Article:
WASHINGTON — Her mantra is "strength and experience," and Hillary Clinton hopes, in a dangerous era, that it will overpower her chief competitor for the Democratic presidential nomination, Sen. Barack Obama of Illinois.
From forcefully speaking on behalf of women's rights, visiting 82 countries as first lady and serving as a New York senator on the high-profile Armed Services Committee during a time of war, Clinton has wrapped herself in a cloak of experience — and drawn a sharp distinction with Obama, who's served in the Senate less than three years.
But being a well-traveled first lady isn't the same as being a president. And having years of experience traveling the world isn't the same as making wise decisions; her 2002 vote to authorize the Iraq war has dogged her throughout the campaign. So in some quarters Clinton's claim to foreign-policy expertise is met with skepticism.
"Dick Cheney had both strength and experience, and that hasn't worked out so well over the past several years," noted Justin Logan, a foreign-policy analyst at the Cato Institute, a libertarian research center. "Strength and experience are good, but what about judgment? That's the essential thing."
How much should visiting 82 countries as first lady count?
"It wasn't photo ops and fancy dinners," said Melanne Verveer, Clinton's chief of staff when she was first lady. "It was going to villages, to cities, looking at the tough challenges facing people. . . . That gave her a very broad perspective and a sophisticated vision of America's place in the world."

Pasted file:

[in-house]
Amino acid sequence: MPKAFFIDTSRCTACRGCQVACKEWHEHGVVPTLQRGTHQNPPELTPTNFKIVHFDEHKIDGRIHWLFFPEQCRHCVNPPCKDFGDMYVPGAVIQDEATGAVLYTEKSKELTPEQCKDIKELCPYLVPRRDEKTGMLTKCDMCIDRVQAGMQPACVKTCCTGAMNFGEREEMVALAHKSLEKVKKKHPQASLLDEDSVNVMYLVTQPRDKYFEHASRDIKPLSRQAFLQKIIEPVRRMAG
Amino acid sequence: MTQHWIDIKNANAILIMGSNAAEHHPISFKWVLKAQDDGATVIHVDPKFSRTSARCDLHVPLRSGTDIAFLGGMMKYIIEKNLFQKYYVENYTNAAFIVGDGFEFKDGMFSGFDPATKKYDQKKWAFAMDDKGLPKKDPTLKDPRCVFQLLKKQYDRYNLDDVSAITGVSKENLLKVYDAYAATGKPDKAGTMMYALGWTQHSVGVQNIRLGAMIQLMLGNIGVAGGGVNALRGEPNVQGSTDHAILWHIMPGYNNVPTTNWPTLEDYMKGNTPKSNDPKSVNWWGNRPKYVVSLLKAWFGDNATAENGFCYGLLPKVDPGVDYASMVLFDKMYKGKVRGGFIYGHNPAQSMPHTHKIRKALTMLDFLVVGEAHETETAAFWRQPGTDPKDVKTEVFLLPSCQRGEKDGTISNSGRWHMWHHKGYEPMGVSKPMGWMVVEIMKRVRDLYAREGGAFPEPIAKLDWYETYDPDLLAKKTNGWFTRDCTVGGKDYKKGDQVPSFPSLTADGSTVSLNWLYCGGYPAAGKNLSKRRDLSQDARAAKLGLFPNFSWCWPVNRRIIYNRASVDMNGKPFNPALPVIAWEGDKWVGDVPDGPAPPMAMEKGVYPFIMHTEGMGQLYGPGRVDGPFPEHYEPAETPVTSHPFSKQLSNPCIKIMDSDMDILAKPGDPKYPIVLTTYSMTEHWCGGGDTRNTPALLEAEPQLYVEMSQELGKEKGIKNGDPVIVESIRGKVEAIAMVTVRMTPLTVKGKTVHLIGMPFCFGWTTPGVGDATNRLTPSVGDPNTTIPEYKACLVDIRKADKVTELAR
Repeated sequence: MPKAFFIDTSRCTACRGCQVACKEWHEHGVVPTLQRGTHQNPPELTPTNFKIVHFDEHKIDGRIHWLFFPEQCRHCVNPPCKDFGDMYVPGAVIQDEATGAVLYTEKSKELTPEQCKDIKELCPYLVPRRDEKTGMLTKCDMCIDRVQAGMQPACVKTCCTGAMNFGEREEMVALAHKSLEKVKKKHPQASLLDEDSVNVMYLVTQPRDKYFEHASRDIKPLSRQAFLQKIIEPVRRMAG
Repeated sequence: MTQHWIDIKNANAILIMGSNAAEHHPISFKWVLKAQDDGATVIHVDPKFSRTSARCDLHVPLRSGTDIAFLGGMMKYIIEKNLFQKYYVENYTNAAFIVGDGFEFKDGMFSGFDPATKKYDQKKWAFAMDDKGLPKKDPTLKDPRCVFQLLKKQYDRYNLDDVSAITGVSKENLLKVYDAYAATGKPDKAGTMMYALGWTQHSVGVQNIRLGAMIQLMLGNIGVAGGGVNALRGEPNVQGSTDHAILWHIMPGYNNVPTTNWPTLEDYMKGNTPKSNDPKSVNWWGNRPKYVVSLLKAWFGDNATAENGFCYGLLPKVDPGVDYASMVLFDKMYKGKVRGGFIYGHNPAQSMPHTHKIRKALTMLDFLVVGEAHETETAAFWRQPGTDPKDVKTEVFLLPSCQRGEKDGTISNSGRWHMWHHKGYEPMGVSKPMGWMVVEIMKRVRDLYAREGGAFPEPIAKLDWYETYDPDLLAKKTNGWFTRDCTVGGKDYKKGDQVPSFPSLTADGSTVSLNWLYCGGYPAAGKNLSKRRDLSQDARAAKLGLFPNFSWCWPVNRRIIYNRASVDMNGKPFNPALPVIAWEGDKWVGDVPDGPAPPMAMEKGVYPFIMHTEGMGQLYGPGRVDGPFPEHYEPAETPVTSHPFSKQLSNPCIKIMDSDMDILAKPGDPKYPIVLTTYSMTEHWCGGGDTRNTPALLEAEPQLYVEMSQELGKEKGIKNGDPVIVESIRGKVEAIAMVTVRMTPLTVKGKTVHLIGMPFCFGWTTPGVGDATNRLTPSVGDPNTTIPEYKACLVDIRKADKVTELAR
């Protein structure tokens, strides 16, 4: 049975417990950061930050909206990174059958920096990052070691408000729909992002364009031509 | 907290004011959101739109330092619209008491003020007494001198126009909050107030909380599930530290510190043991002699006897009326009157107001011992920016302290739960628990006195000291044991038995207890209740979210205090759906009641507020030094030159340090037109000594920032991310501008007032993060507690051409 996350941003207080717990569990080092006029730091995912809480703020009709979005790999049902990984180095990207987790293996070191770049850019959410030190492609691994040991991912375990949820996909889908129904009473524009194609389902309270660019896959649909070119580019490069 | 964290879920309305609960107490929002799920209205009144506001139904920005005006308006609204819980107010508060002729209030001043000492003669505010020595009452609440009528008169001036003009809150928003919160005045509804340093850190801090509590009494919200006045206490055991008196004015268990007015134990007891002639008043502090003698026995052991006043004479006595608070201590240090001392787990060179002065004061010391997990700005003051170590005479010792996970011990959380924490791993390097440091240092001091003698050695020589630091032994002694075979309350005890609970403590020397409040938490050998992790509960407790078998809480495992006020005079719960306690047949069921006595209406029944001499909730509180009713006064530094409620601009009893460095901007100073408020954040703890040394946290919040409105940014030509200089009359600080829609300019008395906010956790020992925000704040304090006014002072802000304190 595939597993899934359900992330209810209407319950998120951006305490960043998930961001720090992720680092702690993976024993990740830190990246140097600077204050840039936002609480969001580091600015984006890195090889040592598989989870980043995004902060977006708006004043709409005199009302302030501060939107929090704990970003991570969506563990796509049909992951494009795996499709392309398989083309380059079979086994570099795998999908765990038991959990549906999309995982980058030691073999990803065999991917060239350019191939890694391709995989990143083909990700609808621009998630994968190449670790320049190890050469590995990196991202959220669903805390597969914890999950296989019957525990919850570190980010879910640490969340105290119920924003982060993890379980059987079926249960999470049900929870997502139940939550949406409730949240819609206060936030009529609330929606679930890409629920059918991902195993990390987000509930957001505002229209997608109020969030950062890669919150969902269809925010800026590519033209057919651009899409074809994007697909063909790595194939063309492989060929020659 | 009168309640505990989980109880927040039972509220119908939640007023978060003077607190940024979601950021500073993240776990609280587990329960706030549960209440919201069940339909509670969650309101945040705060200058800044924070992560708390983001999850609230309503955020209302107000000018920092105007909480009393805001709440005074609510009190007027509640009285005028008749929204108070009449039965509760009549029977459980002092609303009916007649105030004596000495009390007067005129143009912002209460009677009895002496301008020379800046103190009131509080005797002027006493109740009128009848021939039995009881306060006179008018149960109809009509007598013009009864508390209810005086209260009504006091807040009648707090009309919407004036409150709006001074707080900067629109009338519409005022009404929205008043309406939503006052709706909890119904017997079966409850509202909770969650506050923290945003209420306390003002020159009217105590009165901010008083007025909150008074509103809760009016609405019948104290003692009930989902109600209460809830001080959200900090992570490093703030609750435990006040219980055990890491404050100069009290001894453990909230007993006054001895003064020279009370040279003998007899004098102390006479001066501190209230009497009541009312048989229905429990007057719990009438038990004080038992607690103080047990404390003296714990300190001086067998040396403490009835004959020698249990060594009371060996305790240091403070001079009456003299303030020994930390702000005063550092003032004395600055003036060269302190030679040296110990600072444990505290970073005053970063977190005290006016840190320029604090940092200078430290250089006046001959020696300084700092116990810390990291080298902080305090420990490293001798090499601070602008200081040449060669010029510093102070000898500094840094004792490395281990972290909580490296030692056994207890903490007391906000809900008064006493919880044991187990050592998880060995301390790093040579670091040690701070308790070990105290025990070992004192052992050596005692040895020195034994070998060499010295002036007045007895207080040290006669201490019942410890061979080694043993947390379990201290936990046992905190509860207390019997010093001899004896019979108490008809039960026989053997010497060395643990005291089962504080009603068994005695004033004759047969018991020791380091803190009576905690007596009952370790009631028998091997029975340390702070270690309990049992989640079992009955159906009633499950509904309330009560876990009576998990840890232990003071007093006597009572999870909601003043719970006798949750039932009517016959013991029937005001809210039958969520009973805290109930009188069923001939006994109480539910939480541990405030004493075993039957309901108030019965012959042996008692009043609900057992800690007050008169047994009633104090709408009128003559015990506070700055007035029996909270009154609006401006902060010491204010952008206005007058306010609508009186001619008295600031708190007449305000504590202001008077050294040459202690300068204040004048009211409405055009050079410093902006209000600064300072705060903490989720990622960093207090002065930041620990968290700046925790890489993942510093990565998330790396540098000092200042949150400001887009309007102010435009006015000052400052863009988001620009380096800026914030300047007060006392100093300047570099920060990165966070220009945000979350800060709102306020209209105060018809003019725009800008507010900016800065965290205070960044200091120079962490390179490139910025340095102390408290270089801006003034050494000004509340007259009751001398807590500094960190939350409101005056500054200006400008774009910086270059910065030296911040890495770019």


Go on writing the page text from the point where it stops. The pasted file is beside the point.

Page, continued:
Even granting that, Clinton's foreign-policy experience pales in comparison to two other Democratic competitors.
Sen. Joseph Biden of Delaware chairs the Senate Foreign Relations Committee, is among his party's most respected voices on foreign policy after 35 years in the Senate and has been mentioned as a potential secretary of state.
New Mexico Gov. Bill Richardson had a substantive foreign-policy role as United Nations ambassador during the Clinton administration. He's also negotiated personally with some of the world's most dangerous people as a diplomatic troubleshooter.
Clinton sought to widen the judgment gap with Obama this week after he said at a debate that he'd be willing to meet, without condition, during his first year in office, with hostile foreign leaders such as the presidents of Iran, North Korea and Venezuela.
Clinton said she wouldn't, not without first ensuring that prior, lower-level diplomatic efforts had been effective, and that the meetings wouldn't simply be propaganda tools for U.S. opponents.
The next day, as Obama clarified his answer to stress the need for diplomatic process, Clinton ridiculed his initial response as "irresponsible and frankly naive."
Then her campaign trotted out former Secretary of State Madeleine Albright to suggest that Obama would mimic President Bush: "You can't just kind of show up and have an event. That's what has been the problem. President Bush does events. He doesn't really do detailed diplomacy."
Former aide Verveer said Clinton had gained from watching her husband's administration, "seeing what it takes to get to the higher moments and to get through the lower moments."
While much of a first lady's role on the international stage is ceremonial, Clinton did become a vocal advocate for global education and women's rights. Her partisans say she frequently exhibited sound — and creative — judgment in these matters.